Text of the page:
Hunting for Bittersweet
Five Short Stories from the Life of
Delores “Dee” Elaine Barnhart Gore
1942 - 2018
The Farm - Rock Port, MO
Delores “Dee” was born and raised by her parents, Orville and Ruby with brother A.J. on a 150 acre farm, in Northwest Missouri just 15 miles south of Iowa and 5 miles east of the Nebraska border, near the Missouri River. The farm was situated at the mouth of a hollow, flanked by two hills perfect for grazing cattle and horses and divided by a clear flowing creek. The bottom land, fertile from the Missouri River floodplain, was perfect for growing corn, wheat and soybeans. The idyllic setting, with a rich variety of hardwoods including oak, maple, ash and walnut, was completed by a classic barn, root cellar, outbuildings and a windmill.
It was in this setting that Dee learned to raise cattle for the local 4-H Club and won several first place ribbons at the local fair. She also learned to garden and cook. It was not uncommon to feed 14 men for the noon farm ‘dinner’, returning them to the fields filled with fried chicken, corn, biscuits and gravy, and then start work on ‘supper’, which was the evening meal.
Dee attended local schools and graduated from Rock Port High. She sang in the school choir, played in the band and learned to play the piano. In high school, Dee dated James “Jay” Gore, whom she would marry in 1961. After attending Northwest Missouri College for a year, Dee and Jay moved to Brookings, South Dakota. In Brookings, Dee and Jay’s first and only son, Brooklin, was born in 1962. From Brookings, they moved to Orono, Maine where Dee raised Brooklin as Jay completed his Masters degree.
The Tree - Ashland City, TN
Dee moved from Maine to Ashland City, about 25 miles north of Nashville in 1966 where Jay took a job. She started a successful music program in the local elementary school, impressing parents with the spring-time programs. She also worked part-time for State Farm Insurance. Summer afternoons were spent with Brooklin at the local country club, swimming at the pool and playing tennis, which would become one of Dee’s lifelong sports. She also became active with the local Methodist Church, singing in the choir. Trips to Nashville were common - where country greats like Earl Scruggs, Buck Owens and, of course, Dolly Parton - were heard live at the Grand Ole Opry. Johnny Cash’s home could be spotted during boating trips on Old Hickory Reservoir.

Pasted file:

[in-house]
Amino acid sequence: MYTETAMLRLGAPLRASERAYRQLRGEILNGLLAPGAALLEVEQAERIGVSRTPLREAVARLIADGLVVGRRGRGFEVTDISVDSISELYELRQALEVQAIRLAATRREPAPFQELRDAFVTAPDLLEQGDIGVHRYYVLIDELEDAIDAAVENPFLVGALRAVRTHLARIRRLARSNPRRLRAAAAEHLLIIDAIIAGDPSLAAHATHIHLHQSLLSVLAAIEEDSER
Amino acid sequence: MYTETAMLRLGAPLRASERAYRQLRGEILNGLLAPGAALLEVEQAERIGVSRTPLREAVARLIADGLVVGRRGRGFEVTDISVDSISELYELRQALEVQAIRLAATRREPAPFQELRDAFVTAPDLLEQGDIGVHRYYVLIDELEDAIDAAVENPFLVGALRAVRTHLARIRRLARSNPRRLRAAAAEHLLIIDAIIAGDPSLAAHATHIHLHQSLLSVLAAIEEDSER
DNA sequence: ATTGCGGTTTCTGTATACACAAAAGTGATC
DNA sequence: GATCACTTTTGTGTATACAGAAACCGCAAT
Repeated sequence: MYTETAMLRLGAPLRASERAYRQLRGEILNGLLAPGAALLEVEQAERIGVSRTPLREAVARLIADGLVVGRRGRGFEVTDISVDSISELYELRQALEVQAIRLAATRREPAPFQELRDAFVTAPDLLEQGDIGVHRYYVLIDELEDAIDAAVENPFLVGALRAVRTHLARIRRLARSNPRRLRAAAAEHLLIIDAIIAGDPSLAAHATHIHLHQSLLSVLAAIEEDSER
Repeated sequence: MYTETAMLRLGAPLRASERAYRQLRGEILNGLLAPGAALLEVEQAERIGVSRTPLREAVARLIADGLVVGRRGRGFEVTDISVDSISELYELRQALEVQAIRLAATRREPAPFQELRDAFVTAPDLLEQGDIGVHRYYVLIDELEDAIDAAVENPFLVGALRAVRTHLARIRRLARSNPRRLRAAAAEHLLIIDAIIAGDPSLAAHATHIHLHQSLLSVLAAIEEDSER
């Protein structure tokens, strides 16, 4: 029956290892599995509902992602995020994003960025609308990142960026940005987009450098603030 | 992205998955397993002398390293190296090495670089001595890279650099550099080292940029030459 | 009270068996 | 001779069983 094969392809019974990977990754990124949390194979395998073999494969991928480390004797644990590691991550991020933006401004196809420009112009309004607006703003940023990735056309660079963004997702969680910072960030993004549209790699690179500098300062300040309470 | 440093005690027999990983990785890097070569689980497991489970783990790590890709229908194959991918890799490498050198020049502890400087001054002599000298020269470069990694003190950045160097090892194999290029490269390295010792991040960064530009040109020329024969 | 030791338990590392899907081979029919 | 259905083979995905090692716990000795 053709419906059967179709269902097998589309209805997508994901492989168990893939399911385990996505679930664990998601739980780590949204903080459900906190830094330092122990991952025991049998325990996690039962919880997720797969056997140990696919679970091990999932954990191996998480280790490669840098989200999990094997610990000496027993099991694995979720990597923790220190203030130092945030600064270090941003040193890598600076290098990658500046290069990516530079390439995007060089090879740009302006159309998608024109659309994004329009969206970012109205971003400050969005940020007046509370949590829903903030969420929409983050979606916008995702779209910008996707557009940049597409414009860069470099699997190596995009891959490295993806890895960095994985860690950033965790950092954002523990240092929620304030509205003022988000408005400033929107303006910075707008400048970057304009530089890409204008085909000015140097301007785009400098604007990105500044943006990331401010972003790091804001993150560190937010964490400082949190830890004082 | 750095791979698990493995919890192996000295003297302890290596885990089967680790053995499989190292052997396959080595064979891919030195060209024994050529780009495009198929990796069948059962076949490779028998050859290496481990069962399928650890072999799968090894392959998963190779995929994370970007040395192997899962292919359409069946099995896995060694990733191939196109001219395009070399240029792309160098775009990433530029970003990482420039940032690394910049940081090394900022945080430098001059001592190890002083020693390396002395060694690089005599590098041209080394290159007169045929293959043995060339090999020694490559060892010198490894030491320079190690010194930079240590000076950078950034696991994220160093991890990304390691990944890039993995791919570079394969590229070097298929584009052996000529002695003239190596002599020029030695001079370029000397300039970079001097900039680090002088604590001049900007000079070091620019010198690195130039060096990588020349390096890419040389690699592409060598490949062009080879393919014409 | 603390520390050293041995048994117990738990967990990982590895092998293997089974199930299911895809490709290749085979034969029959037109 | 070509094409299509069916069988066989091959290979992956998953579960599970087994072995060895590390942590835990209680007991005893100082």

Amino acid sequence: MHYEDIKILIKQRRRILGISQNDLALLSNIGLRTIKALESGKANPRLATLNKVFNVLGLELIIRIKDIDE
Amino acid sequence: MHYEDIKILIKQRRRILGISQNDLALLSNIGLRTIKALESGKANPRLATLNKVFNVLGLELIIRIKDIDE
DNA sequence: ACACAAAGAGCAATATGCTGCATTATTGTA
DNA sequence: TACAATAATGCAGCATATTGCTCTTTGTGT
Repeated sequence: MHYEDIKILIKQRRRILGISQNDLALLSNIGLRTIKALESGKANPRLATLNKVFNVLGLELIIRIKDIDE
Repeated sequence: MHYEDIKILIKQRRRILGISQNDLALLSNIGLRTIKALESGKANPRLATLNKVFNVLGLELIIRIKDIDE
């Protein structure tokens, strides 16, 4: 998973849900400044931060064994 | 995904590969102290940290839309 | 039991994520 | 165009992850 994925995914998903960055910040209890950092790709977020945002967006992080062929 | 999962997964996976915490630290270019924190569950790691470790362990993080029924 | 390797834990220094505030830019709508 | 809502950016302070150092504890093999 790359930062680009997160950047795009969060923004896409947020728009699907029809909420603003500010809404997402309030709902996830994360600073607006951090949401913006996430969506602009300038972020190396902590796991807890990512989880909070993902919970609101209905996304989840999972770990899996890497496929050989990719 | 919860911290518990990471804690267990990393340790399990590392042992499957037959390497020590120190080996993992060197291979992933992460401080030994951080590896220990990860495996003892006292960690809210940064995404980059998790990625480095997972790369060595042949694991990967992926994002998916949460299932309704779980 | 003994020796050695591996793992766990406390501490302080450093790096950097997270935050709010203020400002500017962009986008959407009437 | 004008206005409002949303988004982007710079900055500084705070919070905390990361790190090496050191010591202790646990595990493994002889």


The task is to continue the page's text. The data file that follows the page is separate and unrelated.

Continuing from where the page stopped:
Dee hosted, or more accurately tolerated, the many birds that Jay brought home from work, including ducks, geese, a red tail hawk, a kestrel and two crows. These were in addition to other house pets, including siamese cats, black labs, snakes and an iguana that lived in the upstairs bathtub. Little Brooklin played for hours in the backyard with these pets and also loved climbing trees. One day after school, while playing in one such sycamore tree, Brooklin slipped and fell. Fortunately, a foot caught in a tree branch, leaving him dangling upside down and screaming like crazy! His Mom - Dee - hearing these screams, flew out the back door of the house, crossed the yard in seconds, leaped up in the tree in a single bound, and rescued Brooklin from a certain slow death from hanging upside down. At least, that’s what he thought! From that day forward, Dee was not just a Mom, but a superhero!